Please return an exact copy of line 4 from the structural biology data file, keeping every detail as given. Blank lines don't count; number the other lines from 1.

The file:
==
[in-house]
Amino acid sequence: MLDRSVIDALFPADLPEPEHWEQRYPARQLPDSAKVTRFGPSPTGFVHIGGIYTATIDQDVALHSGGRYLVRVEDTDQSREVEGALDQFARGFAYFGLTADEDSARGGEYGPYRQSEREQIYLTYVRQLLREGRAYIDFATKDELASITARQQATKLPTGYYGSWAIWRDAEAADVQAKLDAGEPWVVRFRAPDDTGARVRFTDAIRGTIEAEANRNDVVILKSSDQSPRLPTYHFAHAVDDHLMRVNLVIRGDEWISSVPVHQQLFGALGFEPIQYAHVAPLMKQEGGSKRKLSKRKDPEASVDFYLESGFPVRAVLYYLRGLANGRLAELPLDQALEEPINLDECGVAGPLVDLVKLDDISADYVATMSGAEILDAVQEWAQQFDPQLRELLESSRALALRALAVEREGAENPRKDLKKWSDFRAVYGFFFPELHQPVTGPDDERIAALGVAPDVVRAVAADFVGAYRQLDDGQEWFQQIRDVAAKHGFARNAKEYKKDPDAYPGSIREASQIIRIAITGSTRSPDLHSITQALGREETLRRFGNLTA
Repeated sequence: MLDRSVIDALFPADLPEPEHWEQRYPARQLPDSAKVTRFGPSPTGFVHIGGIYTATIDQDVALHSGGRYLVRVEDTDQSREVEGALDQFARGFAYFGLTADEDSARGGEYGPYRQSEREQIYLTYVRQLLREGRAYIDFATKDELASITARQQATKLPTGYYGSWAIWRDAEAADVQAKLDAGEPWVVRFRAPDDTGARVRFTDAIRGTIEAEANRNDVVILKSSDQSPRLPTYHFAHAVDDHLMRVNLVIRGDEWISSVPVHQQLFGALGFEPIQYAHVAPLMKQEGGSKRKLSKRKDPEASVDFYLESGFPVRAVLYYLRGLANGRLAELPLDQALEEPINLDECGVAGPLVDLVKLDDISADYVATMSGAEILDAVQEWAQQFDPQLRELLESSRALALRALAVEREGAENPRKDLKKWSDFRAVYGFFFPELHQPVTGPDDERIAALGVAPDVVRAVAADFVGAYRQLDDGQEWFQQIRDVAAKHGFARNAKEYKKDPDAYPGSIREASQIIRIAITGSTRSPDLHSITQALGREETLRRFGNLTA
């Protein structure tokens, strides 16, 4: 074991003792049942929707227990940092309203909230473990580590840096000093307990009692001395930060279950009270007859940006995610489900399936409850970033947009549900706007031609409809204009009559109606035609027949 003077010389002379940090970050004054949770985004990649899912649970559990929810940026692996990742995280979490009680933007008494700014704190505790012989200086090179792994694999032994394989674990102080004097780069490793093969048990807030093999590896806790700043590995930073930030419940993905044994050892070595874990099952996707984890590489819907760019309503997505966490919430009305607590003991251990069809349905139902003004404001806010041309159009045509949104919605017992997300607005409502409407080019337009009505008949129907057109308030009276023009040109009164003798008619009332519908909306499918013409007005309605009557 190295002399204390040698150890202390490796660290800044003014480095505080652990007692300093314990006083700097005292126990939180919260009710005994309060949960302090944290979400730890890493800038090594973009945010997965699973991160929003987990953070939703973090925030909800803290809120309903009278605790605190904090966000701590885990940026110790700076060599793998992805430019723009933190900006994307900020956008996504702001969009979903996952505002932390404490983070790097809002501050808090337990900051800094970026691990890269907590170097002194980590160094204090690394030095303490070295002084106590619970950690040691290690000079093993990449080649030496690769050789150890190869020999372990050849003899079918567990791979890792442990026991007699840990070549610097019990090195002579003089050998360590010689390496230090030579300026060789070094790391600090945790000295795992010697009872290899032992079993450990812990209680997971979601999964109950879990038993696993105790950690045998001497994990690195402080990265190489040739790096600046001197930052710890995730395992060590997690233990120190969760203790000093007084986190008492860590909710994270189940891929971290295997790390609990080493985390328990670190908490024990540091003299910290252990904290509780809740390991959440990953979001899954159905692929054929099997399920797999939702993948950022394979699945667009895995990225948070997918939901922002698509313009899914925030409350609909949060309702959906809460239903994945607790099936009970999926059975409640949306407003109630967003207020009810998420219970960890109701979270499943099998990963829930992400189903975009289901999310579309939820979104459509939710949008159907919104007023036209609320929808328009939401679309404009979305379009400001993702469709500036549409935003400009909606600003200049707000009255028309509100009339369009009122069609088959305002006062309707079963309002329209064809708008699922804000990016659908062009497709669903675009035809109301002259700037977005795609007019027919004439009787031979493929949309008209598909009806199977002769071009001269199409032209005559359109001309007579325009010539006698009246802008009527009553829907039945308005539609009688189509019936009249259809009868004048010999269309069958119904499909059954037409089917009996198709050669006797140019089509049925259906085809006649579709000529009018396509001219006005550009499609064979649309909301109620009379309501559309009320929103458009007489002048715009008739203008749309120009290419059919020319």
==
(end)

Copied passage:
């Protein structure tokens, strides 16, 4: 074991003792049942929707227990940092309203909230473990580590840096000093307990009692001395930060279950009270007859940006995610489900399936409850970033947009549900706007031609409809204009009559109606035609027949 003077010389002379940090970050004054949770985004990649899912649970559990929810940026692996990742995280979490009680933007008494700014704190505790012989200086090179792994694999032994394989674990102080004097780069490793093969048990807030093999590896806790700043590995930073930030419940993905044994050892070595874990099952996707984890590489819907760019309503997505966490919430009305607590003991251990069809349905139902003004404001806010041309159009045509949104919605017992997300607005409502409407080019337009009505008949129907057109308030009276023009040109009164003798008619009332519908909306499918013409007005309605009557 190295002399204390040698150890202390490796660290800044003014480095505080652990007692300093314990006083700097005292126990939180919260009710005994309060949960302090944290979400730890890493800038090594973009945010997965699973991160929003987990953070939703973090925030909800803290809120309903009278605790605190904090966000701590885990940026110790700076060599793998992805430019723009933190900006994307900020956008996504702001969009979903996952505002932390404490983070790097809002501050808090337990900051800094970026691990890269907590170097002194980590160094204090690394030095303490070295002084106590619970950690040691290690000079093993990449080649030496690769050789150890190869020999372990050849003899079918567990791979890792442990026991007699840990070549610097019990090195002579003089050998360590010689390496230090030579300026060789070094790391600090945790000295795992010697009872290899032992079993450990812990209680997971979601999964109950879990038993696993105790950690045998001497994990690195402080990265190489040739790096600046001197930052710890995730395992060590997690233990120190969760203790000093007084986190008492860590909710994270189940891929971290295997790390609990080493985390328990670190908490024990540091003299910290252990904290509780809740390991959440990953979001899954159905692929054929099997399920797999939702993948950022394979699945667009895995990225948070997918939901922002698509313009899914925030409350609909949060309702959906809460239903994945607790099936009970999926059975409640949306407003109630967003207020009810998420219970960890109701979270499943099998990963829930992400189903975009289901999310579309939820979104459509939710949008159907919104007023036209609320929808328009939401679309404009979305379009400001993702469709500036549409935003400009909606600003200049707000009255028309509100009339369009009122069609088959305002006062309707079963309002329209064809708008699922804000990016659908062009497709669903675009035809109301002259700037977005795609007019027919004439009787031979493929949309008209598909009806199977002769071009001269199409032209005559359109001309007579325009010539006698009246802008009527009553829907039945308005539609009688189509019936009249259809009868004048010999269309069958119904499909059954037409089917009996198709050669006797140019089509049925259906085809006649579709000529009018396509001219006005550009499609064979649309909301109620009379309501559309009320929103458009007489002048715009008739203008749309120009290419059919020319």